Six grads of distinction

Posted: May 6, 2021

On May 9, 2021, the college will welcome more than 1,600 new alumni into the College of Engineering family. Meet a few members of the class of 2021 who combined their passions with Ohio State’s offerings to engineer an extraordinary education, and learn what advice they have for new and prospective Buckeyes.


Makayla Davis

Mikayla Davis
Landscape architecture major Makayla Davis took three education abroad trips, including a 2019 trip to Rome.

Though she didn’t originally plan to attend The Ohio State University, a visit to the Columbus Campus and the Austin E. Knowlton School of Architecture convinced Makayla Davis to become a Buckeye.

“Feeling the comfort of the campus and the community that I would be within, I was much more comfortable choosing Ohio State than any of the other schools,” she said. “It felt right.”

After the professor who taught her first-year studio course exposed Davis to the possibilities of landscape architecture, the honors student decided to switch her major.

“The field is really flexible and practitioners can do essentially anything, so there's a lot of opportunity,” explained Davis. “I figured, why not do it? It's interesting, it's cool and I can get a lot out of it.”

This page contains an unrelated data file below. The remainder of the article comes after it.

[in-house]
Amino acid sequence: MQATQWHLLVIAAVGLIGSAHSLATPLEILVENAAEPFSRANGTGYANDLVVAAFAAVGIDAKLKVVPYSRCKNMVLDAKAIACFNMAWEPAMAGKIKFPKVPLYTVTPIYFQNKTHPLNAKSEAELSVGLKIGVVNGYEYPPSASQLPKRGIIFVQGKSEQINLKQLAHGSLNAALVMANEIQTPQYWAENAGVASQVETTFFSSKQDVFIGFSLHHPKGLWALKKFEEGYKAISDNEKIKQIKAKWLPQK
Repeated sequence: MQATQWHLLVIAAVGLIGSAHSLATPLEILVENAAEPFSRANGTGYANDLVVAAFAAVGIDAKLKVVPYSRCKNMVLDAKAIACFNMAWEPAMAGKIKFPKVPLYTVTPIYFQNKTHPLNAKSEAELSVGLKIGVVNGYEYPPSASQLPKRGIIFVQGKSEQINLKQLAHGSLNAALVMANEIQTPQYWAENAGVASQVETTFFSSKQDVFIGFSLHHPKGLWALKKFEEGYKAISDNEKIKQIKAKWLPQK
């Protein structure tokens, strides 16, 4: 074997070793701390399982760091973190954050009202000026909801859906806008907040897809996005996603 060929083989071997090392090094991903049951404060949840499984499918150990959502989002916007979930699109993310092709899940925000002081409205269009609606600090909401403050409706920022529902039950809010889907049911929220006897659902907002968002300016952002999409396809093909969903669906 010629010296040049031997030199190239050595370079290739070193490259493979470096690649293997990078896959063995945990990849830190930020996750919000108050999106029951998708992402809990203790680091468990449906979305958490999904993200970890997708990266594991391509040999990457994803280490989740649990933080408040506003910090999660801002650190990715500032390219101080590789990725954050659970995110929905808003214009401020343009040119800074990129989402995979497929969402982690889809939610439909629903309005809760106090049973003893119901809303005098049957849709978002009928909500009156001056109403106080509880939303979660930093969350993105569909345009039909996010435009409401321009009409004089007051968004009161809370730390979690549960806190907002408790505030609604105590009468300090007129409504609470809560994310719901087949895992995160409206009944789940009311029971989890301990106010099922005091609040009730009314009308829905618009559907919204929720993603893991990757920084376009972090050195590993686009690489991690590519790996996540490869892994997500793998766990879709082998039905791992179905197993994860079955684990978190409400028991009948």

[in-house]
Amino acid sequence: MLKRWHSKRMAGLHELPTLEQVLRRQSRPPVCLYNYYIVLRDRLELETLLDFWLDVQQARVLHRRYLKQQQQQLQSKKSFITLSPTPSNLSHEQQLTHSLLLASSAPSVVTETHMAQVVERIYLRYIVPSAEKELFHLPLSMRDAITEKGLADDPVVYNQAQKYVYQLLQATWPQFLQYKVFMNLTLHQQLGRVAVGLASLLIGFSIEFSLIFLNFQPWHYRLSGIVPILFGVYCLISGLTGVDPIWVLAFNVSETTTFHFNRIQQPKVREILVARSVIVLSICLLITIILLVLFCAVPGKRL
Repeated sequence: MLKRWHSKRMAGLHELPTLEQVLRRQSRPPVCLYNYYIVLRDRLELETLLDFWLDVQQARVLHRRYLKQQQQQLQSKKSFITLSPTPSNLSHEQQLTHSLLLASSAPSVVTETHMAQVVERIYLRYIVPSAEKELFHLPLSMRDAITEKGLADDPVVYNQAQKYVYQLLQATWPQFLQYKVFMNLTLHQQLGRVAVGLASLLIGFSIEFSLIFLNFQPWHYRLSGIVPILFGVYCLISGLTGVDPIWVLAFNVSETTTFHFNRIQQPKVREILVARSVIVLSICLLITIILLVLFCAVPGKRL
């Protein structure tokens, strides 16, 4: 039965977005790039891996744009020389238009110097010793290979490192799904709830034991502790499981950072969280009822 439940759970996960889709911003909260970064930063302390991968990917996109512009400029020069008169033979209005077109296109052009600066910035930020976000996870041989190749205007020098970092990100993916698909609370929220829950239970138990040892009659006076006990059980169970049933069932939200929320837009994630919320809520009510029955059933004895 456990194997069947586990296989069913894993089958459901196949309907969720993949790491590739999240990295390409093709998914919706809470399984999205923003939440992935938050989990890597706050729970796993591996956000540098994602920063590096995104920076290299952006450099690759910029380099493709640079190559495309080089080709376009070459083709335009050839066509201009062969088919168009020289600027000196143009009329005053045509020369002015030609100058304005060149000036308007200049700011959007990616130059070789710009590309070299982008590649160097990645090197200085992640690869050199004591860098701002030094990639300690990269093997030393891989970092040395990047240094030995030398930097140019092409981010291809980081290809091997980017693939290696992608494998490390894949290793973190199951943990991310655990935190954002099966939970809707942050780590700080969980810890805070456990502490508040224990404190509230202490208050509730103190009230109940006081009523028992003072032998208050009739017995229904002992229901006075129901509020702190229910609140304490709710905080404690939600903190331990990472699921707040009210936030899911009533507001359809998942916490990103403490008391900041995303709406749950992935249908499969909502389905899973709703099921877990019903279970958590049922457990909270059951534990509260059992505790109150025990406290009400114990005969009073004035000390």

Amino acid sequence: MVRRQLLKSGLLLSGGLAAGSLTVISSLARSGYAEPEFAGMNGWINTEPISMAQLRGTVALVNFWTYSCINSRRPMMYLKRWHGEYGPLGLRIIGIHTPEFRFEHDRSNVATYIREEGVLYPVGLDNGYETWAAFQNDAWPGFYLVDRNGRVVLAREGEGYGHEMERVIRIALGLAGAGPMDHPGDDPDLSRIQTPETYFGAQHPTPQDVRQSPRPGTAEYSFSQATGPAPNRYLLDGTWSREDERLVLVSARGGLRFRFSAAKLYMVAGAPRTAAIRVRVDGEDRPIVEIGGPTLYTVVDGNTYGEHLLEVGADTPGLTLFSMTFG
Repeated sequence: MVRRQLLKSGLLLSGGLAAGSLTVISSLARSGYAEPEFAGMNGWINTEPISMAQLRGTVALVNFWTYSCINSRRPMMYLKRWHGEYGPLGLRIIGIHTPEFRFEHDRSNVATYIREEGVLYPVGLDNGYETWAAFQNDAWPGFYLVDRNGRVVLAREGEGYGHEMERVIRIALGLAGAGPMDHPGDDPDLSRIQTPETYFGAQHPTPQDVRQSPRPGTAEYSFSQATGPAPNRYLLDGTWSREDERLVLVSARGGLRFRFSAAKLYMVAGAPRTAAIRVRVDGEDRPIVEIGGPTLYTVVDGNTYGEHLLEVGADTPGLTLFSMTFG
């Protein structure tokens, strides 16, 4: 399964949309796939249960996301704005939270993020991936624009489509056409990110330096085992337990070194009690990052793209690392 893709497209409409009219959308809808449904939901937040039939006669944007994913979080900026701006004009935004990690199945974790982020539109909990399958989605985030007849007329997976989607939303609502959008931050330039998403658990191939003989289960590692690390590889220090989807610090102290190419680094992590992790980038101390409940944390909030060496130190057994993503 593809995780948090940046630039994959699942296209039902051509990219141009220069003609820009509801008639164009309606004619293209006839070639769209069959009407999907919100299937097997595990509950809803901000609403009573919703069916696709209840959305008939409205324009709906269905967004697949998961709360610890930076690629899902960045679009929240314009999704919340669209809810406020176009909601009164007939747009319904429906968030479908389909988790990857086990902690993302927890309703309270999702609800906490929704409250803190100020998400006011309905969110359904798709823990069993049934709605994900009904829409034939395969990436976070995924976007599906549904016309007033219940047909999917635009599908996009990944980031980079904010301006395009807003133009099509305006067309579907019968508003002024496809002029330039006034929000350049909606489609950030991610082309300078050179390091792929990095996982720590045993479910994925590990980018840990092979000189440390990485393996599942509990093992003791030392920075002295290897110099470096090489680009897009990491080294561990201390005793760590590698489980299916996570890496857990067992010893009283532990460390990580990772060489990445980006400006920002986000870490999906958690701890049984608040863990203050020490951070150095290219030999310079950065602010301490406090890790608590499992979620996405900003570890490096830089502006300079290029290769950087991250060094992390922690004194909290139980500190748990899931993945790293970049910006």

During her four years at Ohio State, Davis has taken advantage of all the university has to offer. The three education abroad courses she took—visiting London, Rome and Peru—are among the highlights of her academic experience.

“I'm grateful for the scholarships I got to do those,” she said. “Being exposed to other cultures, other communities and being outside of the United States was beyond inspiring. It was transformative to get other experiences and there's something special about being within a place that welcomes you.”